Fidelity CEO Makes Physical Move to Stop Sexual Harassment
Abigail Johnson changed desks to be closer to her employees.
Fidelity CEO Abigail Johnson’s desk was packed. The light was turned off, and her items were gone.
No, the investment leader isn’t headed for a new gig, but rather, some new digs. The Boston Globe reports that Johnson has relocated to the 11th floor of the Boston-based office to keep a closer eye on a section of her workforce plagued by sexual harassment allegations.
The at-times toxic aspects of Fidelity’s culture have bubbled to the surface in recent months, as a pair of high-profile managers were forced out of the company in the wake of harassment claims. The fund managers, according to the Globe, work on the 11th floor, and now, so does Johnson.
Whether or not her presence will actually result in a culture shift or fewer incidents remains to be seen. Surely the CEO has a lot of responsibilities beyond playing hall monitor, but human resources experts say that the symbolism of her desk relocation could have tangible effects.
“The fact that any CEO is integrating in closer proximity with employees is helpful in promoting an approachable workplace,” Jonathan Stone, who leads the Boston-based HR consulting firm Stone Consulting Group, says. “When you have a CEO embedded within the general population, so in other words, they’re not living in their remote, isolated area, … it always makes for a better environment.”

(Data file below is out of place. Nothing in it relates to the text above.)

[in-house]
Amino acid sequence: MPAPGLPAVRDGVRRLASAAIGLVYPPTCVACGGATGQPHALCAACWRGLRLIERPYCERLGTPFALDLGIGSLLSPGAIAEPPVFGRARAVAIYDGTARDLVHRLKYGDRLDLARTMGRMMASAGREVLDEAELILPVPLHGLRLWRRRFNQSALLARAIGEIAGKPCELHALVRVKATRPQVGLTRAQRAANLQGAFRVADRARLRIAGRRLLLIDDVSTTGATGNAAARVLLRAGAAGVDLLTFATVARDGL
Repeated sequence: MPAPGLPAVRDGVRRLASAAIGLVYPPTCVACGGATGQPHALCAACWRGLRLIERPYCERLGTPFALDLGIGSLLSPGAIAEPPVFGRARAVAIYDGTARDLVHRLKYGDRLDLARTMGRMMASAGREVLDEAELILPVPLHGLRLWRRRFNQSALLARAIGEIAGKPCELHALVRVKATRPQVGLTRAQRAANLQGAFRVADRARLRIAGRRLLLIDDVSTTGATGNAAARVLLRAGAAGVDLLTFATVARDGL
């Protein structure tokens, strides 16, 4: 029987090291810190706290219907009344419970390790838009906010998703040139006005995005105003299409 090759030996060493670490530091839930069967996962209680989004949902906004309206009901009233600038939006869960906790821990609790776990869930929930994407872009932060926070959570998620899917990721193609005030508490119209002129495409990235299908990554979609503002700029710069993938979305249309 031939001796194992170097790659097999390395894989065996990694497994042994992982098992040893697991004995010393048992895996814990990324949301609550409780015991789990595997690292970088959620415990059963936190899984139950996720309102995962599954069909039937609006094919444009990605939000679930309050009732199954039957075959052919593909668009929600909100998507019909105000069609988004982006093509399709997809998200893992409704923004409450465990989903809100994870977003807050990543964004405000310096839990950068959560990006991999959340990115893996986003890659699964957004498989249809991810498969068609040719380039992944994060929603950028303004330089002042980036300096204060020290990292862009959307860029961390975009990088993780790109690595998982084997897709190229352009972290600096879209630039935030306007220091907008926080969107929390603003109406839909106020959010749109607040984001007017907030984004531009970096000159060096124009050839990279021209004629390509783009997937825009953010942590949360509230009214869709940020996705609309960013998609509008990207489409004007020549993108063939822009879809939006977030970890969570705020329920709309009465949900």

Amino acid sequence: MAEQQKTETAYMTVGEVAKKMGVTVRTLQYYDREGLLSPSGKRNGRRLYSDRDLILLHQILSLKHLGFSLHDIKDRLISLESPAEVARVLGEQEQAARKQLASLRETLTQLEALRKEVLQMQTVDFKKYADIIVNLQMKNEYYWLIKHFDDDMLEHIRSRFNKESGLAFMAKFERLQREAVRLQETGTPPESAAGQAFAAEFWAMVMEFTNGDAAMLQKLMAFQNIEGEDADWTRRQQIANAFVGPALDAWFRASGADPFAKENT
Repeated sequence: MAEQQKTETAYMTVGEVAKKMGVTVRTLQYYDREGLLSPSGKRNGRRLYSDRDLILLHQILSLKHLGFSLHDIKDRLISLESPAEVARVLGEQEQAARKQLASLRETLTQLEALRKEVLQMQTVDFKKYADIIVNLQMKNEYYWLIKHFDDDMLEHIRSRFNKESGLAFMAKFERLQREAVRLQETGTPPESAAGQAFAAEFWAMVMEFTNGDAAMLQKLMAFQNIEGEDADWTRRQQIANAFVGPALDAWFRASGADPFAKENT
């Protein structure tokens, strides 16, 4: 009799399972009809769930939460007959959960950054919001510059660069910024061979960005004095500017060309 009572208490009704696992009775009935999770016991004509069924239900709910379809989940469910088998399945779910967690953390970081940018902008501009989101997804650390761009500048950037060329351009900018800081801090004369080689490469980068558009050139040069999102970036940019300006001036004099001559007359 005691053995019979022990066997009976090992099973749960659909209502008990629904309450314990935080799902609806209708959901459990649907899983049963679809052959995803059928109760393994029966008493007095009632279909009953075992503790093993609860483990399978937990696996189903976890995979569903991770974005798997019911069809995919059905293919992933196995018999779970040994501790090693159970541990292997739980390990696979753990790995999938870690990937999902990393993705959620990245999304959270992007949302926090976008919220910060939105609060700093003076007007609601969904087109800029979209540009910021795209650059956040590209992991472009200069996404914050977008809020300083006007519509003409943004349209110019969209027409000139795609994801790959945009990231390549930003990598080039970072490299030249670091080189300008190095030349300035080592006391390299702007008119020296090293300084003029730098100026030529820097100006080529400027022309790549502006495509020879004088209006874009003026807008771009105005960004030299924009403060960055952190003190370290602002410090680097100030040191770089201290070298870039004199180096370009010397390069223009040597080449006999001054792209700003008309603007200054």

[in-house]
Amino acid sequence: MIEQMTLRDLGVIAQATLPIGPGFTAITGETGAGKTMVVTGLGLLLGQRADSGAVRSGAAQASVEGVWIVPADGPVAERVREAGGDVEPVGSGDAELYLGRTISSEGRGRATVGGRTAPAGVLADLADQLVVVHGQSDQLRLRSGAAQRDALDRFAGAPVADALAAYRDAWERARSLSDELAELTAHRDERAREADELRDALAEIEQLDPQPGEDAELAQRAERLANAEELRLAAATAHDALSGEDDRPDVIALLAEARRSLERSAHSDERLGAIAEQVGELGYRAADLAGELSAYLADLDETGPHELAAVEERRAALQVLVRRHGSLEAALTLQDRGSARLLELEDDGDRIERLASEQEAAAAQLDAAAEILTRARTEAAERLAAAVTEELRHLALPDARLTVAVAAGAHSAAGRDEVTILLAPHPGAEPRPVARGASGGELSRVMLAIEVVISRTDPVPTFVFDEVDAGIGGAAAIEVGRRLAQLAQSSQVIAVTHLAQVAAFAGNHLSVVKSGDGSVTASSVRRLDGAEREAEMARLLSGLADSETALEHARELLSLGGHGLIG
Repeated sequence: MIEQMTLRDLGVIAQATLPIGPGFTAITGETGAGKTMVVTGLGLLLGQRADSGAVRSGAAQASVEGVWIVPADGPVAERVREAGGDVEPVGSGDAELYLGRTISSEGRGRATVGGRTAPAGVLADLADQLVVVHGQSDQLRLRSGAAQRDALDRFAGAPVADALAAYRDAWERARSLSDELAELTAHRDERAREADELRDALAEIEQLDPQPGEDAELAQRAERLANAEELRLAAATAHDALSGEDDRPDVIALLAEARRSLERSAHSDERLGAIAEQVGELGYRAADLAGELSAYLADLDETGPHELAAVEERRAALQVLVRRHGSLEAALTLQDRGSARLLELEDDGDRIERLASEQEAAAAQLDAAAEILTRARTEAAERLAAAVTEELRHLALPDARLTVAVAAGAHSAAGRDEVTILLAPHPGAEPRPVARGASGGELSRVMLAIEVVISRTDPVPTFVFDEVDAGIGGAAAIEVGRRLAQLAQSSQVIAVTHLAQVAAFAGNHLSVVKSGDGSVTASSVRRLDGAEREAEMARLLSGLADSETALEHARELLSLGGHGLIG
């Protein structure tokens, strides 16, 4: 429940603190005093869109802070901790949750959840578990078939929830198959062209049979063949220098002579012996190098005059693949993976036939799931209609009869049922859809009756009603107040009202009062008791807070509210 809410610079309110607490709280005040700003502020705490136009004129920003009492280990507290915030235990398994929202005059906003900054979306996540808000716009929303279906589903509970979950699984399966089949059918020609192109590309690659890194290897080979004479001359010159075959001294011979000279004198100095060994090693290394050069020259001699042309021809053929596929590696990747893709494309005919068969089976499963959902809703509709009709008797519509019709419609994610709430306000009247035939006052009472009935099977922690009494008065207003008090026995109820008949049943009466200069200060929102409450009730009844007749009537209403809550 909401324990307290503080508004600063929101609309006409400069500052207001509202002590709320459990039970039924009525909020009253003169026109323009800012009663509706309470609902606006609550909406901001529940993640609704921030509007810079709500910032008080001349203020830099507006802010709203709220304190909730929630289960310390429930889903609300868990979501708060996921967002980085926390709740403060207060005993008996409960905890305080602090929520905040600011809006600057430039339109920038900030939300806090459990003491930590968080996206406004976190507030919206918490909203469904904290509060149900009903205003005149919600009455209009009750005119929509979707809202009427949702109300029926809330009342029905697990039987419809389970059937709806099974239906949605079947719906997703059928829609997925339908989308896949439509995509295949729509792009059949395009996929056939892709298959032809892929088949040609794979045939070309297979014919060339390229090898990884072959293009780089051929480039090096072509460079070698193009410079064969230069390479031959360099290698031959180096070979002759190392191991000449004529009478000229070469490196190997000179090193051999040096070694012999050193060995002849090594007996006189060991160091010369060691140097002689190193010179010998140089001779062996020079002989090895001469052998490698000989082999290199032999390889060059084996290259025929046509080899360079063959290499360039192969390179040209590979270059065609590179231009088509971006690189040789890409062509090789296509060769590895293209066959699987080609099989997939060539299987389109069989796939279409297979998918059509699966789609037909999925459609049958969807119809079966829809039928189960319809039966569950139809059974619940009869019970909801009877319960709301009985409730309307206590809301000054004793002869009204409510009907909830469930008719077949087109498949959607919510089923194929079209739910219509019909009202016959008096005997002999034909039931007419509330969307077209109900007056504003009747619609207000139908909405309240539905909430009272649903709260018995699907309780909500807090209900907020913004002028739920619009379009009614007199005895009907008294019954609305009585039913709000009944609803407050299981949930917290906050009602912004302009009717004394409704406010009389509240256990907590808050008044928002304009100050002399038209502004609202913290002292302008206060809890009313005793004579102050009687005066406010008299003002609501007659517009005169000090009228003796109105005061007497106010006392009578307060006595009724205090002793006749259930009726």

The move indicates that Johnson, who is one of Boston’s most popular CEOs, is not backing down from her zero-tolerance policy for sexual harassment. Fidelity recently hired consultants to comb through years of allegations and data to determine if systemic hostility exists within the company, and in a September interview with Bloomberg TV, Johnson emphasized her drive to hire more women at the investment fund.
But moving to a new floor is surely not a cure-all. As evidenced by the drumbeat of sexual harassment allegations flowing from every corner of the country—including corner offices—the application of equitable and safe behavior standards will not happen overnight.
“I think it has to be an ongoing process. It’s all about communicating respectfully with everyone, and just because the light is being shone on issues presently doesn’t mean it’s something that should be forgotten as time goes by, once the spotlight isn’t on it anymore,” Stone said. “It has to be in a company’s DNA. It has to be something everyone really engages in and continuously works at.”